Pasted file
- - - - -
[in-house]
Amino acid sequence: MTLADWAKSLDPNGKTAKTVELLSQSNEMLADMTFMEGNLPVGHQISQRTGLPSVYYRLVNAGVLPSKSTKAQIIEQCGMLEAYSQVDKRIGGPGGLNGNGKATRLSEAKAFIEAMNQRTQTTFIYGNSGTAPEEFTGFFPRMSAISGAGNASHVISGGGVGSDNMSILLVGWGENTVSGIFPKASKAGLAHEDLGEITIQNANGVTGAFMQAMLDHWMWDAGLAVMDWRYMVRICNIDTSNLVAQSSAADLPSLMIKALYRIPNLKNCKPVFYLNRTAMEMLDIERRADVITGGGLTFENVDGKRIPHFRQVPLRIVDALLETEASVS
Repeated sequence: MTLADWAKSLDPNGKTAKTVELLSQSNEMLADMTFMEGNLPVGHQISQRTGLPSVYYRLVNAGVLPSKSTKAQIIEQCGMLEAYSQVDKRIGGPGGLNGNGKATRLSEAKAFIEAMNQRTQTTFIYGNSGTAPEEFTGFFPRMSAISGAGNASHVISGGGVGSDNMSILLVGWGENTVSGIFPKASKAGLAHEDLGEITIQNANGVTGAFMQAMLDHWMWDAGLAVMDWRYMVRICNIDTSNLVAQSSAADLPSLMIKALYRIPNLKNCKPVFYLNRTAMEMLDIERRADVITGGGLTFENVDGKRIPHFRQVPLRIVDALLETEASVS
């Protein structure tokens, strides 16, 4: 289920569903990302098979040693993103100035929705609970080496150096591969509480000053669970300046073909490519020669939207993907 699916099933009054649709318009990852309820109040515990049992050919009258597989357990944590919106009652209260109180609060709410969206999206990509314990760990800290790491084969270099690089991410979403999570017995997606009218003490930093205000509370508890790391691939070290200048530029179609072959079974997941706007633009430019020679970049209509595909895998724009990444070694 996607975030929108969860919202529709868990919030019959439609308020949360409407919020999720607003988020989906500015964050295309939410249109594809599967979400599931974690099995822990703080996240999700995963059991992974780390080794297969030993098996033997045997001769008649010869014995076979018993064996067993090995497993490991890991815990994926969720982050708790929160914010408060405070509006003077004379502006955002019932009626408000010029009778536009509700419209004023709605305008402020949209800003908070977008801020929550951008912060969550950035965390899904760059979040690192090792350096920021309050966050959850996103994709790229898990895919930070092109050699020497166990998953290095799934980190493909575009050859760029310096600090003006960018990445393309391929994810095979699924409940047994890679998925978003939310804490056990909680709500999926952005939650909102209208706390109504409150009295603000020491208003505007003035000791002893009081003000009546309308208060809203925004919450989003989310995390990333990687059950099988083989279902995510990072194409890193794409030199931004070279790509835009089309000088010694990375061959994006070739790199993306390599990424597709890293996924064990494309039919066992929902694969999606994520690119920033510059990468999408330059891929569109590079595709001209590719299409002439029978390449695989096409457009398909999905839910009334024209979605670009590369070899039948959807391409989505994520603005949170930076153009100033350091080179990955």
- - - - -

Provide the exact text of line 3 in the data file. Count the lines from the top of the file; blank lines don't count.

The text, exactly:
Repeated sequence: MTLADWAKSLDPNGKTAKTVELLSQSNEMLADMTFMEGNLPVGHQISQRTGLPSVYYRLVNAGVLPSKSTKAQIIEQCGMLEAYSQVDKRIGGPGGLNGNGKATRLSEAKAFIEAMNQRTQTTFIYGNSGTAPEEFTGFFPRMSAISGAGNASHVISGGGVGSDNMSILLVGWGENTVSGIFPKASKAGLAHEDLGEITIQNANGVTGAFMQAMLDHWMWDAGLAVMDWRYMVRICNIDTSNLVAQSSAADLPSLMIKALYRIPNLKNCKPVFYLNRTAMEMLDIERRADVITGGGLTFENVDGKRIPHFRQVPLRIVDALLETEASVS